Issac Asimov, Hari Seldon, and the Invention of Big Data

In the process of packing books for a move, I came across some old science fiction by my one of my favorite writers, Issac Asimov. He was a brilliant thinker and scientist, an award winning science fiction and non-fiction writer, and, I have come to realize, the true inventor of Big Data and its use. Foundation, the first book written in a seven book sci-fi series (the book actually became the third book in the series, as subsequent prequel books were published)  was originally published in 1951, long before the technology that allows us to gather the vast amounts of electronic data we have today was even conceived of.

In his “Foundation” series, Asimov writes about a pivotal character, Hari Seldon, a brilliant scientist and statistician that developed the science of what he called “psychohistory” and what we call “Big Data Analysis” (he invented the word psychohistory, among others. The word is now used by the mental health industry, but has a different meaning). In the Foundation series, Seldon is able to make predictions on the behaviors of populations based on enormous pools of data, and manipulate these populations by influencing events at certain locations in space and time.  The agents of influence through which he works across the millennia are the writers of the “Encyclopedia Galactica”, the compilation of all the information in the known universe.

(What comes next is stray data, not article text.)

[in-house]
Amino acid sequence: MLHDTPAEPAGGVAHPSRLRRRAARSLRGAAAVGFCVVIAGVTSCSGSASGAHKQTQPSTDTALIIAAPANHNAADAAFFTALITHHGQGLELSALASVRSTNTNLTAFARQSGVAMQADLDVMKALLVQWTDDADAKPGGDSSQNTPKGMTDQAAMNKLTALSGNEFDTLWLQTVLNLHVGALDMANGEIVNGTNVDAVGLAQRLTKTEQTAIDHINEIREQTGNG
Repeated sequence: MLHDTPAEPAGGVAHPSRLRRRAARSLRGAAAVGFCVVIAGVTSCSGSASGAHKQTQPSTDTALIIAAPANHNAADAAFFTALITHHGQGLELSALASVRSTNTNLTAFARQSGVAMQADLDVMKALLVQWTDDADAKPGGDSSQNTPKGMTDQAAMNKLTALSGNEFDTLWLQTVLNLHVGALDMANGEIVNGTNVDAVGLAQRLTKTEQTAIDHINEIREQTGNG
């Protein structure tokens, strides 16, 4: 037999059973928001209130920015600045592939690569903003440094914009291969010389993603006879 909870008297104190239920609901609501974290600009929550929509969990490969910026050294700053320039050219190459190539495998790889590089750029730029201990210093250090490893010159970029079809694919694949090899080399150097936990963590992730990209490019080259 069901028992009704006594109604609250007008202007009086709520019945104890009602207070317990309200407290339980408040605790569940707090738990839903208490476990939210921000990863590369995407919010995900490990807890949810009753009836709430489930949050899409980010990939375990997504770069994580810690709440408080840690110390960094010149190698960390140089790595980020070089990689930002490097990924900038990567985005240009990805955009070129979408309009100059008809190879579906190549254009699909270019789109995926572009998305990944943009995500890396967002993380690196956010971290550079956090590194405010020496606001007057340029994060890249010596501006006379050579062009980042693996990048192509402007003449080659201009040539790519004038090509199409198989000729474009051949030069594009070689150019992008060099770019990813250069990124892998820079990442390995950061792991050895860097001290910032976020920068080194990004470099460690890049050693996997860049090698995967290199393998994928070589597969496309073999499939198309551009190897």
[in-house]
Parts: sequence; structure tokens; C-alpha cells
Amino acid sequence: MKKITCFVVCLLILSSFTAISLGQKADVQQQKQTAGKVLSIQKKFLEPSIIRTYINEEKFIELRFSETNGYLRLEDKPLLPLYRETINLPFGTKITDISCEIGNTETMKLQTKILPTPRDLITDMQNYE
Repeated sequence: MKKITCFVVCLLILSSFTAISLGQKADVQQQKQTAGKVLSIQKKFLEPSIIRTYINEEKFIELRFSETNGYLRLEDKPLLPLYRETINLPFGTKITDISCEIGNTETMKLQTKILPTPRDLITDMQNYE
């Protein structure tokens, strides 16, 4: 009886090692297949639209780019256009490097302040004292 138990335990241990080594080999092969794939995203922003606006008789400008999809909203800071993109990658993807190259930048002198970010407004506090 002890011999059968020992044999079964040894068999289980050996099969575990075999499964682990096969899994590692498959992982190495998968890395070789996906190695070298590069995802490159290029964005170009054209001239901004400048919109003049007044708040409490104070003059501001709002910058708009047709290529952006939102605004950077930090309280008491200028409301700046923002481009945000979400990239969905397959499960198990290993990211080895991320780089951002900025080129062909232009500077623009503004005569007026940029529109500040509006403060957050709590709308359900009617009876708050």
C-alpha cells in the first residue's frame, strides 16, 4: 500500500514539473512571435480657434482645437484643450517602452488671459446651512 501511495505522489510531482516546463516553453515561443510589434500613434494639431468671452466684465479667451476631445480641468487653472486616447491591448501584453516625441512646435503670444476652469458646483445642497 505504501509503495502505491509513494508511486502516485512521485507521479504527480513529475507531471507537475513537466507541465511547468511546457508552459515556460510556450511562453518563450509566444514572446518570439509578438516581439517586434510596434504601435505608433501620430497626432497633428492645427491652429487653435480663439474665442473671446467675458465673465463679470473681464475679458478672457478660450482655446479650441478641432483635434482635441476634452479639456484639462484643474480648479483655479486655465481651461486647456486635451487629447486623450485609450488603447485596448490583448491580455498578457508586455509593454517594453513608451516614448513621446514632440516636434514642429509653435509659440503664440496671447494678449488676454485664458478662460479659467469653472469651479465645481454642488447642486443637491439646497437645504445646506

Google, Amazon, Verizon, the NSA, and others are currently compiling an “Encyclopedia Galactica” of metadata for the same reason Seldon did in Asimov’s books… to influence decisions that people make. Having data about where people go, how long they stay there, who they call and how long they talk, and hundreds of other metrics, Big Data analysts seek patterns in previous behaviors to  influence future behaviors of individuals. The difference was that Seldon’s vision was to “short-circuit” a galactic dark ages that would last for thirty thousand years and reduce it to a mere two thousand, whereas businesses are using the data to influence buying decisions, and the NSA uses it to stop terrorists (at least that what they tell us – a more noble purpose, to be sure).

One can only hope that, since the ‘Genie’ of Big Data has been let out of the bottle, that it can and will be used for more noble purposes than mere profit. If we are to be influenced in our decisions, perhaps we can be influenced to develop healthy habits, reduce our carbon footprint, slow and reverse population growth to sustainable levels, and a whole host of other behaviors that benefit humankind and the planet as a whole. Odds are, however it won’t be used that way, unless profit can be made… or maybe big data can find a way to influence that too.